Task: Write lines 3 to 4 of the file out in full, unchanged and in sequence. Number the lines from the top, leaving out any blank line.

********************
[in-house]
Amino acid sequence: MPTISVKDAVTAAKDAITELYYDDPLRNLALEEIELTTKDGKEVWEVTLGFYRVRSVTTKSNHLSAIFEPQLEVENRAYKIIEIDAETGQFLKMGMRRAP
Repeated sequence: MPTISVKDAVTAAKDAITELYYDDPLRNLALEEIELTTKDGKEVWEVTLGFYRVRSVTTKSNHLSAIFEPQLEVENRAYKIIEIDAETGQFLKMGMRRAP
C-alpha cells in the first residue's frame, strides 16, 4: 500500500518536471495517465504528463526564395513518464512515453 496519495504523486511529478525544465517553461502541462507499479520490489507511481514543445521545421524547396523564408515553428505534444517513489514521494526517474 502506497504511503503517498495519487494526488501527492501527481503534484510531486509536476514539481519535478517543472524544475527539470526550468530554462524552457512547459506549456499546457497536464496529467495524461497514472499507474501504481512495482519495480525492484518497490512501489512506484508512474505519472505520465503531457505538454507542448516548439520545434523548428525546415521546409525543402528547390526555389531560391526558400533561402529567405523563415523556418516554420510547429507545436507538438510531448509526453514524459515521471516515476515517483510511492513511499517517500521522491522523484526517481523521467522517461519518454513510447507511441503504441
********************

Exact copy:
Repeated sequence: MPTISVKDAVTAAKDAITELYYDDPLRNLALEEIELTTKDGKEVWEVTLGFYRVRSVTTKSNHLSAIFEPQLEVENRAYKIIEIDAETGQFLKMGMRRAP
C-alpha cells in the first residue's frame, strides 16, 4: 500500500518536471495517465504528463526564395513518464512515453 496519495504523486511529478525544465517553461502541462507499479520490489507511481514543445521545421524547396523564408515553428505534444517513489514521494526517474 502506497504511503503517498495519487494526488501527492501527481503534484510531486509536476514539481519535478517543472524544475527539470526550468530554462524552457512547459506549456499546457497536464496529467495524461497514472499507474501504481512495482519495480525492484518497490512501489512506484508512474505519472505520465503531457505538454507542448516548439520545434523548428525546415521546409525543402528547390526555389531560391526558400533561402529567405523563415523556418516554420510547429507545436507538438510531448509526453514524459515521471516515476515517483510511492513511499517517500521522491522523484526517481523521467522517461519518454513510447507511441503504441